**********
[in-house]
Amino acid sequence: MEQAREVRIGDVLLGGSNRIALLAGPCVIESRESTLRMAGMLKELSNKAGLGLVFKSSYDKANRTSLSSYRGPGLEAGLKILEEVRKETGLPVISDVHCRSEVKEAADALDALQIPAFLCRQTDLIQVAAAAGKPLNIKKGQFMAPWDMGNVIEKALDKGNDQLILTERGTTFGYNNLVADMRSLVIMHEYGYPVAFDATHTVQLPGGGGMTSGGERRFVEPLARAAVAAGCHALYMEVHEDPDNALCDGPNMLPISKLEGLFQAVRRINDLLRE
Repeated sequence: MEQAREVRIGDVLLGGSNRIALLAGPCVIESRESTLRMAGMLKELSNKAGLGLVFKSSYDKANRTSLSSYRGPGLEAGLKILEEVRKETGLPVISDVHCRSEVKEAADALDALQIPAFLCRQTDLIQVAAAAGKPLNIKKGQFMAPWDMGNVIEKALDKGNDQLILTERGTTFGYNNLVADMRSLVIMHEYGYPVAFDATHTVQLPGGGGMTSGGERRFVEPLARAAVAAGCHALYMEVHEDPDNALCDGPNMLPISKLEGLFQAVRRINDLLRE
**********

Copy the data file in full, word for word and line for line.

[in-house]
Amino acid sequence: MEQAREVRIGDVLLGGSNRIALLAGPCVIESRESTLRMAGMLKELSNKAGLGLVFKSSYDKANRTSLSSYRGPGLEAGLKILEEVRKETGLPVISDVHCRSEVKEAADALDALQIPAFLCRQTDLIQVAAAAGKPLNIKKGQFMAPWDMGNVIEKALDKGNDQLILTERGTTFGYNNLVADMRSLVIMHEYGYPVAFDATHTVQLPGGGGMTSGGERRFVEPLARAAVAAGCHALYMEVHEDPDNALCDGPNMLPISKLEGLFQAVRRINDLLRE
Repeated sequence: MEQAREVRIGDVLLGGSNRIALLAGPCVIESRESTLRMAGMLKELSNKAGLGLVFKSSYDKANRTSLSSYRGPGLEAGLKILEEVRKETGLPVISDVHCRSEVKEAADALDALQIPAFLCRQTDLIQVAAAAGKPLNIKKGQFMAPWDMGNVIEKALDKGNDQLILTERGTTFGYNNLVADMRSLVIMHEYGYPVAFDATHTVQLPGGGGMTSGGERRFVEPLARAAVAAGCHALYMEVHEDPDNALCDGPNMLPISKLEGLFQAVRRINDLLRE